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Famine? Not really, it’s an emergency

By Collins Baswony | February 9th 2017 at 12:00:00 GMT +0300

Kenya is deep in the throes of a food security emergency, partly caused by drought, which experts warn will last through 2017, leaving millions in Kenya in need of food aid.

The resultant human suffering, loss of life and loss of livelihoods of entire communities will definitely keep the drought in the news agenda for a long time.

As journalists cover the food security emergency, it is vital that they convey the issues arising from the disaster accurately and consistently.

Food security emergencies are caused by many reasons. In Kenya’s case; severe drought, failed harvests and Government’s poor preparedness among other factors.

The result is that food and water are more inaccessible (distribution complications, citizens’ ability to buy) rather than unavailable (insufficient production). What we are not going through now, however, is famine. News media must be careful not to label the current food security emergency as a famine.

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Even though there is no universally agreed definition of famine, one definition describes famine as a widespread scarcity of food, caused by several factors including crop failure, population imbalance, or Government policies.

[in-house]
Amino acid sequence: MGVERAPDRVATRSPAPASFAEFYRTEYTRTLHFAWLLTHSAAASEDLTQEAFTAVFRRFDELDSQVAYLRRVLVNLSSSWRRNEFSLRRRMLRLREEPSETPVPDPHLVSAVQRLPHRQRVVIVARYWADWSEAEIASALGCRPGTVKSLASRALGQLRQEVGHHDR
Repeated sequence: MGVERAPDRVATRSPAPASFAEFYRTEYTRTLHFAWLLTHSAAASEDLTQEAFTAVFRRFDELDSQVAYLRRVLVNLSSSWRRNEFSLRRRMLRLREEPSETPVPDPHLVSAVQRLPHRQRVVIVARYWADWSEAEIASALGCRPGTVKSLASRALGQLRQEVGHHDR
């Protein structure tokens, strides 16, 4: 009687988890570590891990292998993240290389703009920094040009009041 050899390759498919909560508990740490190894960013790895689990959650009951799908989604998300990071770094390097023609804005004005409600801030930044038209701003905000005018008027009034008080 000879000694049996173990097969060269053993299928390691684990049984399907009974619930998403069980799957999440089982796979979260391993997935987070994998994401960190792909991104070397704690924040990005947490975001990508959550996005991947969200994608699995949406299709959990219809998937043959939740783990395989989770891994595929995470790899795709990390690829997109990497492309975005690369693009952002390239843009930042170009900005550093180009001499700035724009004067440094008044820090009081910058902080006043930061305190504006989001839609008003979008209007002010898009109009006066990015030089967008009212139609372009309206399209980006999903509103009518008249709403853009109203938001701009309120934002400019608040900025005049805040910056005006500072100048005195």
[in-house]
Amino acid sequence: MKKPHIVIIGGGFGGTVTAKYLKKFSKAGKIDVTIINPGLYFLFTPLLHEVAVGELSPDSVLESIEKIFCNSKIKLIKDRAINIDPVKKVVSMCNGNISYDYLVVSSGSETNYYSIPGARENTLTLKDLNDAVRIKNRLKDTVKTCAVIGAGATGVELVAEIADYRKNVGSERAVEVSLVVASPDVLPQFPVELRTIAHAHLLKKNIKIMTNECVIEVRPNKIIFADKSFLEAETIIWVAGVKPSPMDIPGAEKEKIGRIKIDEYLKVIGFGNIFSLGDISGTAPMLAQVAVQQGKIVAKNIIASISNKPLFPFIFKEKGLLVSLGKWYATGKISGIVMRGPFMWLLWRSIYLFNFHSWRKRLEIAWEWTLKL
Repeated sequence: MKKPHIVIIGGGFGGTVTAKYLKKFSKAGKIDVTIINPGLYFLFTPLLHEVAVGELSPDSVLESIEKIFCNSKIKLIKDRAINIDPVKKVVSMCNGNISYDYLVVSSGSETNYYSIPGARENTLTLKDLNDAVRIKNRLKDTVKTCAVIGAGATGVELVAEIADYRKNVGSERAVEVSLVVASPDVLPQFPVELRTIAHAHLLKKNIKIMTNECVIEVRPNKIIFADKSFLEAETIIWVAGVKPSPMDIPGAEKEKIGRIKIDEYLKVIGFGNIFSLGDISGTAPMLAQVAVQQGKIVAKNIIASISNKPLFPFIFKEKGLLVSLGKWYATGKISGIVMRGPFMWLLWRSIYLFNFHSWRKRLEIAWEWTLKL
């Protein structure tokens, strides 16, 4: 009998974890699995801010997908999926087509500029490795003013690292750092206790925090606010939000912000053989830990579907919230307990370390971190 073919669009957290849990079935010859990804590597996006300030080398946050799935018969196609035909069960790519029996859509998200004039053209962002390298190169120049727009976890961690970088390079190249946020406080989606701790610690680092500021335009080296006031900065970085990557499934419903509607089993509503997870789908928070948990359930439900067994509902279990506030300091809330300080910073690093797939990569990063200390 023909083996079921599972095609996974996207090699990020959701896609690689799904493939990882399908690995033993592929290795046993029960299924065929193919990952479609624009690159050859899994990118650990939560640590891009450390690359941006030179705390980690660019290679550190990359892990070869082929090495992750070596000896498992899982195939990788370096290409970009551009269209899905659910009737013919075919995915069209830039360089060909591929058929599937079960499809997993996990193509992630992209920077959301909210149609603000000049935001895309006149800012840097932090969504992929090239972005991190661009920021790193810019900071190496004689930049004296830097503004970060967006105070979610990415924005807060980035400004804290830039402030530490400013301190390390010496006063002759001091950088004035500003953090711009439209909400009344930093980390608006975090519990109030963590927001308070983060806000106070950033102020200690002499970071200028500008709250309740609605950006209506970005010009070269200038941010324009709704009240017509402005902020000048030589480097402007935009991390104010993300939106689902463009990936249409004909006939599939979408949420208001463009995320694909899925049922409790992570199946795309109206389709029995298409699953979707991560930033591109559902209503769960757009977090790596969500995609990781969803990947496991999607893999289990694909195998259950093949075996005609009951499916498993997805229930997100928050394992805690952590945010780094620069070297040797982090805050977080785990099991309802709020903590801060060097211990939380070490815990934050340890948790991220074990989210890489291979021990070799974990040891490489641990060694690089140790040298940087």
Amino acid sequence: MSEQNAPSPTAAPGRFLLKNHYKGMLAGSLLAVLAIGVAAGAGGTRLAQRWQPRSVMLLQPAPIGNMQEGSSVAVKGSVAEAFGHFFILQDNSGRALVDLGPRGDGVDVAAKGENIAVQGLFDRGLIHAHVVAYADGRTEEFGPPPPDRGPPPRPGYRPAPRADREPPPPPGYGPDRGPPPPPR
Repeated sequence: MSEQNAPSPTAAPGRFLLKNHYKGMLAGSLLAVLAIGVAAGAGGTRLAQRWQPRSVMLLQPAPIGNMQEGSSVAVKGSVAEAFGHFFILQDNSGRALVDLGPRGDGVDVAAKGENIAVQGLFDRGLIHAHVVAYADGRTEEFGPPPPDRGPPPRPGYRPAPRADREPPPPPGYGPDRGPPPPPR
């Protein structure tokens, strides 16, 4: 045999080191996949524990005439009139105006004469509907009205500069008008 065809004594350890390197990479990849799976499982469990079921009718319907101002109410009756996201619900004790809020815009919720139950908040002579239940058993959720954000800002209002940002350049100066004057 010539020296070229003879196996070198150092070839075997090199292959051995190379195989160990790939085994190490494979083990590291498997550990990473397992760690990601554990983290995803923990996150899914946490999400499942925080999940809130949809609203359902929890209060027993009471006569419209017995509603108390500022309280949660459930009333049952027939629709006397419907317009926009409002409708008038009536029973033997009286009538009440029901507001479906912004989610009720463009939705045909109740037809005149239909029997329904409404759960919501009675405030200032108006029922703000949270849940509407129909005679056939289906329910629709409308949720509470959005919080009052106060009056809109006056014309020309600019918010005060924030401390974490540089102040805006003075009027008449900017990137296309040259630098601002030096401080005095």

The definition goes on to add that famine is usually accompanied or followed by regional malnutrition, starvation, epidemic and increased mortality.

Throughout human history, every continent has experienced famine; from the great famine of Ireland of 1845, the famine of 1958–61 in China to the Ethiopian famine of 1983–85.

Scarcity of food often leads to the deaths of, in some cases, millions. Even though the current food security emergency bears some of the characteristics of this definition of famine, the Kenyan situation has still not yet reached the point of regional malnutrition, starvation and increased deaths.

As such, it would be inaccurate to describe it as famine.

One challenge any journalist or news media describing the present food security emergency as a famine will face is linking the deaths in the drought-stricken areas to a severe lack of food and not any other factor.

Second, the journalist will then have to prove that the affected communities are completely destitute and dependent on food aid.

That is, there are no local resources, including livestock, to sustain the communities’ need for food. Third, the journalist will then need to show in his/her story that affected communities have been forced to employ survival strategies such as distress migrations of the entire population.

Finally, the journalist will have to show in that story the prevalence of global acute malnutrition is substantially elevated not only in children, but in adolescents and adults as well, and accompanied by high mortality.

Based on these four criteria, Kenya’s current food security emergency has not yet reached the level of a famine.

Obviously, the current food security emergency is significant enough to be in the news agenda. It also needs to be reported accurately.

That it is a food emergency crisis, and not a famine.

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